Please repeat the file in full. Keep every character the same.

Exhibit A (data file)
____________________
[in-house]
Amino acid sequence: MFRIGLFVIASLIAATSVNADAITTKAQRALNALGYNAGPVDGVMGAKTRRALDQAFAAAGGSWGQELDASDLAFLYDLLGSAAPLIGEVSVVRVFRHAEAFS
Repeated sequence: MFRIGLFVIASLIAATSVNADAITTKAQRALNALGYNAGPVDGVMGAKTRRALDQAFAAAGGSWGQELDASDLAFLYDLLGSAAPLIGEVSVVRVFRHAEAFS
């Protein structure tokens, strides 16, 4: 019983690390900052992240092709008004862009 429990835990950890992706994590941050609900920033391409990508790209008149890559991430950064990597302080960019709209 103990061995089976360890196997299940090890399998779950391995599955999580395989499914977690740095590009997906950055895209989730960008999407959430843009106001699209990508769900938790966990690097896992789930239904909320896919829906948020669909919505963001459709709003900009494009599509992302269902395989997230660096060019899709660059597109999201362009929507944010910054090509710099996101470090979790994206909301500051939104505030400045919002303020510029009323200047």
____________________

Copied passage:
[in-house]
Amino acid sequence: MFRIGLFVIASLIAATSVNADAITTKAQRALNALGYNAGPVDGVMGAKTRRALDQAFAAAGGSWGQELDASDLAFLYDLLGSAAPLIGEVSVVRVFRHAEAFS
Repeated sequence: MFRIGLFVIASLIAATSVNADAITTKAQRALNALGYNAGPVDGVMGAKTRRALDQAFAAAGGSWGQELDASDLAFLYDLLGSAAPLIGEVSVVRVFRHAEAFS
């Protein structure tokens, strides 16, 4: 019983690390900052992240092709008004862009 429990835990950890992706994590941050609900920033391409990508790209008149890559991430950064990597302080960019709209 103990061995089976360890196997299940090890399998779950391995599955999580395989499914977690740095590009997906950055895209989730960008999407959430843009106001699209990508769900938790966990690097896992789930239904909320896919829906948020669909919505963001459709709003900009494009599509992302269902395989997230660096060019899709660059597109999201362009929507944010910054090509710099996101470090979790994206909301500051939104505030400045919002303020510029009323200047």